This post hasn’t discussed the role of order sizes. I have made a simplifying assumption that every one is interested in buying or selling the same quantity. However, what if the person buying stock wanted more than what was being offered by the top seller? What if the buyer was willing to pay a few pennies more? The matching algorithm would simply go down the list of sellers and buy as much stock as required by the buyer (up to the buyer’s price limit).

This action of ‘sweeping the book’ has the consequence of rapidly changing the price. Rather than stock jumping around by a penny, a large order, or a large number of traders on either side of the market can ‘move’ the market in the opposite direction. A large buyer will raise the price of a stock and a large seller will reduce the price.

This leads to a whole industry of algorithms designed to reduce such market impact. An interesting topic, but out of scope here.

How to implement an order book?

Let’s, finally, take a look at some code.

Common events

An order book expects to receive three kinds of requests: a request to submit a new order, a request to cancel a previously entered order and a request to amend an existing order.

abstract class OrderBookRequest
case class NewOrder(timestamp: Long, tradeID: String, symbol: String, qty: Long, isBuy: Boolean, price: Option[Double]) extends OrderBookRequest
case class Cancel(timestamp: Long, order: NewOrder) extends OrderBookRequest
case class Amend(timestamp: Long, order:NewOrder, newPrice:Option[Double], newQty:Option[Long]) extends OrderBookRequest

The order book responds with an acknowledgement of a new order, notification that it was filled (partially or completely), rejected or canceled.

abstract class OrderBookResponse
case class Filled(timestamp: Long, price: Double, qty: Long, order: Array[NewOrder]) extends OrderBookResponse
case class Acknowledged(timestamp: Long, request: OrderBookRequest) extends OrderBookResponse
case class Rejected(timestamp: Long, error: String, request: OrderBookRequest) extends OrderBookResponse
case class Canceled(timestamp: Long, reason: String, order: NewOrder) extends OrderBookResponse

An order book also needs to notify when an execution occurs or when the best bid or offer changes. In the code below, BBOChange refers to “best bid or offer change.”

abstract class MarketDataEvent
case class LastSalePrice(timestamp: Long, symbol: String, price: Double, qty: Long, volume: Long) extends MarketDataEvent
case class BBOChange(timestamp: Long, symbol: String, bidPrice:Option[Double], bidQty:Option[Long], offerPrice:Option[Double], offerQty:Option[Long]) extends MarketDataEvent

Order Book … book keeping

The OrderBook class, itself, contains two priority queues, one for bids and one for offers. Naturally, the queues are ordered according to price. The class defines its own ‘Order’ object. While the requests sent by clients are never modified, the Order object is private to the Order Book class and can be modified.

This class also contains basic infrastructure for keeping track of subscribers to various event types. See note near end regarding Akka, a concurrency library which, among other things, manages subscriptions.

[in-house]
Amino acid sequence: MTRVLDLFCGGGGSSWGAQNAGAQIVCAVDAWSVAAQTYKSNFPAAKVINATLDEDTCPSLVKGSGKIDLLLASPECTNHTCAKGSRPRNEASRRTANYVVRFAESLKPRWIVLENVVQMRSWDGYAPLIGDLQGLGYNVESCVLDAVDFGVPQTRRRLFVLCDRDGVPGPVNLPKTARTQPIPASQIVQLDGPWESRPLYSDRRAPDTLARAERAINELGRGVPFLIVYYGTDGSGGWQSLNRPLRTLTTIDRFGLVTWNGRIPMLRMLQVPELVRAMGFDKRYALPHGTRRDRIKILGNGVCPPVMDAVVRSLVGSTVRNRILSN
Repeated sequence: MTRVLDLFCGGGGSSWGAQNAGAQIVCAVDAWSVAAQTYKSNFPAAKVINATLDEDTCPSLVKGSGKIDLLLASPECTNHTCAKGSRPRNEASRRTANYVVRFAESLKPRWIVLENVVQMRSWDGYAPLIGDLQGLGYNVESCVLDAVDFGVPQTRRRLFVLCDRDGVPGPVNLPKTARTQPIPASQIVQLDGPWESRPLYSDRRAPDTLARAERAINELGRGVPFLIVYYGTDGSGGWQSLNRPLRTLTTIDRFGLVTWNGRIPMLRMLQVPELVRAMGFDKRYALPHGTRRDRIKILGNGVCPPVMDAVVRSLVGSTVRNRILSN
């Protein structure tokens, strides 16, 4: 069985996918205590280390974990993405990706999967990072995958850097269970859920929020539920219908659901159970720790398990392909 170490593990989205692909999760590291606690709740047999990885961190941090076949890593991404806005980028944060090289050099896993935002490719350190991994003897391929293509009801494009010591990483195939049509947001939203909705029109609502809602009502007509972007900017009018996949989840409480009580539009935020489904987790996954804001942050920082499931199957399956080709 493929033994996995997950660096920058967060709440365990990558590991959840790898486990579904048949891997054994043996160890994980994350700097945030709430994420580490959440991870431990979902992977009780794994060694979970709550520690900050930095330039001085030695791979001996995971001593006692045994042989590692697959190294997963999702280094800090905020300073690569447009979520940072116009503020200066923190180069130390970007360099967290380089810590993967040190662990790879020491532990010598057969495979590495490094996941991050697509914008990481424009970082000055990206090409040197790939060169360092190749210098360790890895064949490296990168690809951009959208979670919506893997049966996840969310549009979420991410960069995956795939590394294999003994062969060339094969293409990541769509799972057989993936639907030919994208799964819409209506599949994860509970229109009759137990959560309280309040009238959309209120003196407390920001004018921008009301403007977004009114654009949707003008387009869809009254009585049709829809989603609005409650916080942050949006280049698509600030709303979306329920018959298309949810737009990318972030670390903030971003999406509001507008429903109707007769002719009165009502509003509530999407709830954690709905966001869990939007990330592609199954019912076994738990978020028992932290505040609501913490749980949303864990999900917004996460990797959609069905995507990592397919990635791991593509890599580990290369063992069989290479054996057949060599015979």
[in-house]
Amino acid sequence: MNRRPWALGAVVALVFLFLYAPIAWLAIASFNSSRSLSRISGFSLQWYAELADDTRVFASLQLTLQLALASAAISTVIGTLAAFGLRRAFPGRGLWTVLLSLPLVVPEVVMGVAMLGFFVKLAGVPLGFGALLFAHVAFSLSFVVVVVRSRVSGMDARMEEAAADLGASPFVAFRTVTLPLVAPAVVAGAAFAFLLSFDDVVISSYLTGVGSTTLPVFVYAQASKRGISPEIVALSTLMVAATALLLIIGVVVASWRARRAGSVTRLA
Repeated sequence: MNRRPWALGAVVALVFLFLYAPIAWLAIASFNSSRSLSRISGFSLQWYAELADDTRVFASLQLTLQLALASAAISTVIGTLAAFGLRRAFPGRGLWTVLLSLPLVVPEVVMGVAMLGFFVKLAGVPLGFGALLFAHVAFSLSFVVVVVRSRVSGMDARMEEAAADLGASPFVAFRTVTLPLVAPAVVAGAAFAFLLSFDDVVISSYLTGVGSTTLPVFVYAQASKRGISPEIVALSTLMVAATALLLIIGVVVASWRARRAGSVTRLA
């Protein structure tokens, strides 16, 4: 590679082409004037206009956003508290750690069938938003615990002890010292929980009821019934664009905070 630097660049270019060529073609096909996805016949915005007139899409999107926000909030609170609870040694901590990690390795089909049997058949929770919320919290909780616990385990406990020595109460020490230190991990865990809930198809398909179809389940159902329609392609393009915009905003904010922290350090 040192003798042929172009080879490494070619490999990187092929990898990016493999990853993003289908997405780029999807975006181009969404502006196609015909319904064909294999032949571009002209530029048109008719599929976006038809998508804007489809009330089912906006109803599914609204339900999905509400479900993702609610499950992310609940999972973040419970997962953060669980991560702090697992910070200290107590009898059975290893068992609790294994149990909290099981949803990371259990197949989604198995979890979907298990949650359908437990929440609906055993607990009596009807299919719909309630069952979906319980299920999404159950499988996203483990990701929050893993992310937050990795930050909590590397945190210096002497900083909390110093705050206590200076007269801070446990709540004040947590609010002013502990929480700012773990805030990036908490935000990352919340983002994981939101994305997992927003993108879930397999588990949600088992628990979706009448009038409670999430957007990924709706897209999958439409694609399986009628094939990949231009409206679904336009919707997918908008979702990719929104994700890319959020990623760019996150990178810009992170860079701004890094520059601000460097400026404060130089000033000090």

class OrderBook(symbol: String) {
  case class Order(timestamp: Long, tradeID: String, symbol: String, var qty: Long, isBuy: Boolean, var price: Option[Double], newOrderEvent:NewOrder)

  val bidOrdering = Ordering.by { order: Order => (order.timestamp, order.price.get)}
  val offerOrdering = bidOrdering.reverse

  //Needed for java.util.PriorityQueue
  val bidComparator = new Comparator[Order]{
    def compare(o1:Order, o2:Order):Int = bidOrdering.compare(o1,o2)
  val offerComparator = new Comparator[Order]{
    def compare(o1:Order, o2:Order):Int = offerOrdering.compare(o1,o2)

  //val bidsQ = new mutable.PriorityQueue[NewOrder]()(bidOrdering)
  //val offersQ = new mutable.PriorityQueue[NewOrder]()(offerOrdering)

  //scala PQ doesn't let me remove items, so must revert to Java's PQ
  val bidsQ = new PriorityQueue[Order](5,bidComparator)
  val offersQ = new PriorityQueue[Order](5,offerComparator)

  var bestBid: Option[Order] = None
  var bestOffer: Option[Order] = None
  var volume: Long = 0

  var transactionObserver: (OrderBookResponse) => Unit = (OrderBookEvent => ())
  var marketdataObserver: (MarketDataEvent) => Unit = (MarketDataEvent => ())

Process incoming requests

Method ‘processOrderBookRequest’ is the main method which receives requests sent to this object. In an actor system, this would be the ‘receive’ method. This method generally delegates all complex logic to other methods in the class.

  def processOrderBookRequest(request: OrderBookRequest): Unit = request match {
    case order: NewOrder => {

      val currentTime = System.currentTimeMillis

      val (isOK, message) = validateOrder(order)

      if (!isOK) this.transactionObserver(Rejected(currentTime, message.getOrElse("N/A"), order))
      else {
        this.transactionObserver(Acknowledged(currentTime, order))

        val orderBookOrder = Order(order.timestamp,order.tradeID,order.symbol,order.qty,order.isBuy,order.price,order)
    case cancel:Cancel => {
      val order = cancel.order

      val orderQ = if (order.isBuy) bidsQ else offersQ

      val isRemoved = orderQ.remove(order)